A huge source of frustration is knowing that something doesn’t feel good or right for us but waiting for something or someone else to change. This is a boundary issue that leads to us making choices, even passive ones, and then feeling wounded by them. This renders us powerless and helpless in the face of dealing with unwanted situations. Rather than take action though, we want the other party to change. This way we don’t have to get out of our comfort zone. It’s not necessarily that we think this. Still, there’s this belief that our discomfort is primarily (or purely) the result of something outside of ourselves.
What we have to realise, though, is that wanting or even getting someone to change when we have unhealthy boundaries won’t erase our discomfort and make the problem go away.
Boundaries are two-fold. If our thinking and behaviour don’t change in any way, this assumes that the problem is wholly and solely that of the other party.
But if we continue behaving how we did, even if that person adjusts their behaviour, we are still open to the same problem, whether it’s from them or someone else.
If we don’t acknowledge our part no matter how small, the problem still remains.
E.g. You are a people pleaser who keeps putting your friend’s needs, desires, etc., above yours. You keep accommodating them even at the expense of your well-being. Naturally, you eventually feel taken advantage of and unappreciated. Over time, even though you’ve rescued and people-pleased that person, you now want them to step up. In essence, you want them to change their behaviour to relieve your discomfort.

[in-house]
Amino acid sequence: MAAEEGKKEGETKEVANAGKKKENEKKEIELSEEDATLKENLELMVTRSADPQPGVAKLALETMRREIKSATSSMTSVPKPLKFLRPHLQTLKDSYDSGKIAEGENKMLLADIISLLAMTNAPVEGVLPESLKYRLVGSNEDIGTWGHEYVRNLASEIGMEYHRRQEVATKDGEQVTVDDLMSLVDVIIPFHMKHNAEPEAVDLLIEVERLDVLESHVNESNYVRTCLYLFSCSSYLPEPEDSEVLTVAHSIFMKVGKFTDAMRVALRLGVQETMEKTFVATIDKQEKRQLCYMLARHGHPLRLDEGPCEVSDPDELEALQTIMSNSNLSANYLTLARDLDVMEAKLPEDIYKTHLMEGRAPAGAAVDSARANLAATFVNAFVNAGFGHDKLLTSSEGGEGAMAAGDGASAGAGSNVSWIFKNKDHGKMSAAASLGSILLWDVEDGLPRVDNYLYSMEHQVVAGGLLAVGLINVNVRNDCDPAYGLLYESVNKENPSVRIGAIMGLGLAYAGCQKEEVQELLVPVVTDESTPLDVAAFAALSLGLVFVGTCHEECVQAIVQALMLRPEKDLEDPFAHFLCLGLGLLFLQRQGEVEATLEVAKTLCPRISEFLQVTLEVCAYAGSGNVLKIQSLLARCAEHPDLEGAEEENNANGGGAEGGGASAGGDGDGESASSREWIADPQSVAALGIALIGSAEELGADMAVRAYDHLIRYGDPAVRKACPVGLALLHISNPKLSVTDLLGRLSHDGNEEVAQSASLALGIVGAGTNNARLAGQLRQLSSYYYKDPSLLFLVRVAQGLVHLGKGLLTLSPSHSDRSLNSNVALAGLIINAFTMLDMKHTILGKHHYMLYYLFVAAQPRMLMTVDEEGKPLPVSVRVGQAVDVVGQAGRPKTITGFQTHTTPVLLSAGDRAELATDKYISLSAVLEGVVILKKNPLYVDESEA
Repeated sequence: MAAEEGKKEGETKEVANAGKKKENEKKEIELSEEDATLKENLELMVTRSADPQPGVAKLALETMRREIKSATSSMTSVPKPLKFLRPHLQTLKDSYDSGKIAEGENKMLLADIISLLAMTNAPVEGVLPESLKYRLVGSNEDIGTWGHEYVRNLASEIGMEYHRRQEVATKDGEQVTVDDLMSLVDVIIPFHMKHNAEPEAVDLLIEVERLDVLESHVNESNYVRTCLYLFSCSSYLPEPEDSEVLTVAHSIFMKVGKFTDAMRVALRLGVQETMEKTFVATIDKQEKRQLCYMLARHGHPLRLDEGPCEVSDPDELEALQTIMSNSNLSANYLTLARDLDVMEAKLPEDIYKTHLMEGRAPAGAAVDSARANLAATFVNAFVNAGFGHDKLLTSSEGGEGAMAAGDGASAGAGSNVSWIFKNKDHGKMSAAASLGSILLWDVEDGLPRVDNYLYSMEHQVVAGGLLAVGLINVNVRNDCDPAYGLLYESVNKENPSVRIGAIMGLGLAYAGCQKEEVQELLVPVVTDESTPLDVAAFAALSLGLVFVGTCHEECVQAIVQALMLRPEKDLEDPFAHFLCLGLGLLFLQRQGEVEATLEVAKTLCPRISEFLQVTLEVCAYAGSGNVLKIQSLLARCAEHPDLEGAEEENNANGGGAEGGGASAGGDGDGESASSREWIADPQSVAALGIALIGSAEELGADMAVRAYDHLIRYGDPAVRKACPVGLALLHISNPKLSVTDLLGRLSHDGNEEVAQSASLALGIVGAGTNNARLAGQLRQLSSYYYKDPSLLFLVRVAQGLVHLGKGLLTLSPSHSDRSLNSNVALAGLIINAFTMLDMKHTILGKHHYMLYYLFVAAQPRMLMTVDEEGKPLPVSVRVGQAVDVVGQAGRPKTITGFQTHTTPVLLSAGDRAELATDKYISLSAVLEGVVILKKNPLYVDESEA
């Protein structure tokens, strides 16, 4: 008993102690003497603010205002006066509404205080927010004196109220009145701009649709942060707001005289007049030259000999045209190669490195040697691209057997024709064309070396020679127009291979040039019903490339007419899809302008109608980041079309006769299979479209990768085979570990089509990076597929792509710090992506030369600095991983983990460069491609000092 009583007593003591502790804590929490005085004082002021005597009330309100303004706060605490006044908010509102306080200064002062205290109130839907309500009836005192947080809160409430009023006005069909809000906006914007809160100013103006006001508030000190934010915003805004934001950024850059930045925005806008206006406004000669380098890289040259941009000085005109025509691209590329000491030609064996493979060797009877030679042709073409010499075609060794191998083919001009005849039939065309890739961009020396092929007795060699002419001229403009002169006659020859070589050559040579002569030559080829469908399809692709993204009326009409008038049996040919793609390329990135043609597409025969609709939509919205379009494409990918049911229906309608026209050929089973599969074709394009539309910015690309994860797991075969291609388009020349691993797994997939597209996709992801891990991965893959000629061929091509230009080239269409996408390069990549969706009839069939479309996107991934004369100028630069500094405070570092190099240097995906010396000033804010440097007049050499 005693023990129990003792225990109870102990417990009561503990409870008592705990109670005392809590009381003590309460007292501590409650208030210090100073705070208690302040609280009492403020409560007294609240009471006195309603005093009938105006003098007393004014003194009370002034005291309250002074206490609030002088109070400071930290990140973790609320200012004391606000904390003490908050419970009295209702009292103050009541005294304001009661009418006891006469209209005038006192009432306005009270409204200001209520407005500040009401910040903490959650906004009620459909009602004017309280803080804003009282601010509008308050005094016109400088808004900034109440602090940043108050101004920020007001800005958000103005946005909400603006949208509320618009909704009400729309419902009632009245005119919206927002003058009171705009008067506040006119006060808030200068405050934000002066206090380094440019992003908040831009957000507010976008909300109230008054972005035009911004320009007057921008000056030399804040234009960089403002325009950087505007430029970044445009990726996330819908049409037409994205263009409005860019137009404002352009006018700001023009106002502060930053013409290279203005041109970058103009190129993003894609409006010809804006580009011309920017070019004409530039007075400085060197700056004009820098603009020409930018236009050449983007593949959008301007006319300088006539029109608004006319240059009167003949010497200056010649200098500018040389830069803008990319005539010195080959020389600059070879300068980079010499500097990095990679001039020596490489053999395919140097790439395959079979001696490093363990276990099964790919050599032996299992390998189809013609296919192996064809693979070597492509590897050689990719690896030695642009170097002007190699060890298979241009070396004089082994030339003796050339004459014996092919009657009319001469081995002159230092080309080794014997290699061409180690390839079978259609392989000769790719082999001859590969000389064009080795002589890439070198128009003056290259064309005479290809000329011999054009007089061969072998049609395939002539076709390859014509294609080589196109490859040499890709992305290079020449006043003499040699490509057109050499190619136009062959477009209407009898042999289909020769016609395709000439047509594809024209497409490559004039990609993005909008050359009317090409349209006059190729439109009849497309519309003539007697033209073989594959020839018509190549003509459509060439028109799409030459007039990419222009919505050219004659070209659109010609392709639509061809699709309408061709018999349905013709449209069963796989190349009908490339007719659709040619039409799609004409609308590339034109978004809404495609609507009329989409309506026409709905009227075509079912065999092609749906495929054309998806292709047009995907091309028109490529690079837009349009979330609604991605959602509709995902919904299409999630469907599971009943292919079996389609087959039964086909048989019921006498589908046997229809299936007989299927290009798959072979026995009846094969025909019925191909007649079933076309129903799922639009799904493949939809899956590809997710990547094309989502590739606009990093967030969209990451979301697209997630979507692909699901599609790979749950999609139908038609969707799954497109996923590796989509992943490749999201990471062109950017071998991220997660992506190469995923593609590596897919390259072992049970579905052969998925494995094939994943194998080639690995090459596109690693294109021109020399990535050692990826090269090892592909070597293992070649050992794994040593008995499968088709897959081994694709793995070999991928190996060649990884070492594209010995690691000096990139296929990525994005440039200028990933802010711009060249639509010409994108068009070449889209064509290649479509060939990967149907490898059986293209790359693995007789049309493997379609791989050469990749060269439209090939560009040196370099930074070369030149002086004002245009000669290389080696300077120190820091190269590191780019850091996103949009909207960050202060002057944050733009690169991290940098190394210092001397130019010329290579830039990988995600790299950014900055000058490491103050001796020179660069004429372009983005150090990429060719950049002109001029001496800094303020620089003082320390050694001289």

On some level, there’s this sense that you are only neglecting your needs because of your friend’s mentality and actions. Hence, if your friend sorts themselves out, you won’t have a problem meeting your needs. But that’s magical thinking. Even if your friend stops doing whatever it is that’s now getting on your nerves, if you’re still using the same thinking and actions that influenced those choices, the problem in the friendship or in your self-care attitude and habits won’t be resolved.
Now, let’s imagine that the friend has an epiphany and realises, Wow, I have really bad boundaries with my loved ones and haven’t been taking responsibility for myself. From now on, I’m going to do my best to have more mutual relationships.
Problem solved, right? Um, no. You, with your pleaser mentality, are going to feel funny when, as a result of your friend having healthier boundaries, you are expected to adjust your ways. You won’t be able to try to do things in a way of gaining strokes and praise. Your friend will expect you to speak up. Suddenly you might feel resentful.
The frustrations, challenges and hurts we experience reveal our need for healthier boundaries.
Having poor boundaries isn’t symptomatic of the relationship or situation where we noticed the problem; it’s a habit that already existed. That doesn’t mean that what someone else is doing isn’t annoying or problematic, but if we don’t acknowledge the habits that contribute to us continuing with a frustrating situation, we will keep being in repeats of that situation until we do.
Boundaries are two-fold. When we communicate our boundaries to others, we also need to communicate them to ourselves.
If we only know or attempt to set other people’s boundaries, this is a sign of poor boundaries. We are trying to rule others with the ill-feeling created by our unhealthy boundaries. If, however, in recognising what it is that we need boundary-wise from our loved ones, we acknowledge our part in holding up that boundary, then we enjoy more loving relationships and reduce our frustrations.
Ready to reclaim yourself from the cycle of people pleasing and any patterns that reinforce feelings of low self-worth? My new book, The Joy of Saying No: A Simple Plan to Stop People Pleasing, Reclaim Boundaries, and Say Yes to the Life You Want (HarperCollins/Harper Horizon), is out now.